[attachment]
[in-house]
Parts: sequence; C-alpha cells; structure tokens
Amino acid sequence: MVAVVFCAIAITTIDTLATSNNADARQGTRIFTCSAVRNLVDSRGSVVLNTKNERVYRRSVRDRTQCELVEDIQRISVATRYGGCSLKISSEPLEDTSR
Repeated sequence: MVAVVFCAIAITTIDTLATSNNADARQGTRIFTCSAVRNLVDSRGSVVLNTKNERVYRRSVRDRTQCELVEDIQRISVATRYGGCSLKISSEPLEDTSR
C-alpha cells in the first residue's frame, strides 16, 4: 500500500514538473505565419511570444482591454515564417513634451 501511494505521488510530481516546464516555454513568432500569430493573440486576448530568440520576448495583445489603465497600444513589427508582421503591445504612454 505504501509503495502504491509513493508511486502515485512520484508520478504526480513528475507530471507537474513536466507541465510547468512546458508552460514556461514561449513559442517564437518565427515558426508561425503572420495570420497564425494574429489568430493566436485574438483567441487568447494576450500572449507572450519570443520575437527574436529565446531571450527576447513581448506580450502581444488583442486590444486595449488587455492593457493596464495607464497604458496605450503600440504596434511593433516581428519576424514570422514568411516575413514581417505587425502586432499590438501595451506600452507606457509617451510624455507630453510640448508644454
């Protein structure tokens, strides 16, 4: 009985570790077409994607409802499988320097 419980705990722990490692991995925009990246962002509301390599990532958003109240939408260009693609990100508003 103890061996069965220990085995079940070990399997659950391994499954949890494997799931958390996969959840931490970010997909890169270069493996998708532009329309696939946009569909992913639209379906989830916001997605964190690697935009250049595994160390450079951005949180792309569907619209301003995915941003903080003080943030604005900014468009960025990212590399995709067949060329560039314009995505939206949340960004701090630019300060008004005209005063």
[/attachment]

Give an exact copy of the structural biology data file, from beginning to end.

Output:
[in-house]
Parts: sequence; C-alpha cells; structure tokens
Amino acid sequence: MVAVVFCAIAITTIDTLATSNNADARQGTRIFTCSAVRNLVDSRGSVVLNTKNERVYRRSVRDRTQCELVEDIQRISVATRYGGCSLKISSEPLEDTSR
Repeated sequence: MVAVVFCAIAITTIDTLATSNNADARQGTRIFTCSAVRNLVDSRGSVVLNTKNERVYRRSVRDRTQCELVEDIQRISVATRYGGCSLKISSEPLEDTSR
C-alpha cells in the first residue's frame, strides 16, 4: 500500500514538473505565419511570444482591454515564417513634451 501511494505521488510530481516546464516555454513568432500569430493573440486576448530568440520576448495583445489603465497600444513589427508582421503591445504612454 505504501509503495502504491509513493508511486502515485512520484508520478504526480513528475507530471507537474513536466507541465510547468512546458508552460514556461514561449513559442517564437518565427515558426508561425503572420495570420497564425494574429489568430493566436485574438483567441487568447494576450500572449507572450519570443520575437527574436529565446531571450527576447513581448506580450502581444488583442486590444486595449488587455492593457493596464495607464497604458496605450503600440504596434511593433516581428519576424514570422514568411516575413514581417505587425502586432499590438501595451506600452507606457509617451510624455507630453510640448508644454
């Protein structure tokens, strides 16, 4: 009985570790077409994607409802499988320097 419980705990722990490692991995925009990246962002509301390599990532958003109240939408260009693609990100508003 103890061996069965220990085995079940070990399997659950391994499954949890494997799931958390996969959840931490970010997909890169270069493996998708532009329309696939946009569909992913639209379906989830916001997605964190690697935009250049595994160390450079951005949180792309569907619209301003995915941003903080003080943030604005900014468009960025990212590399995709067949060329560039314009995505939206949340960004701090630019300060008004005209005063």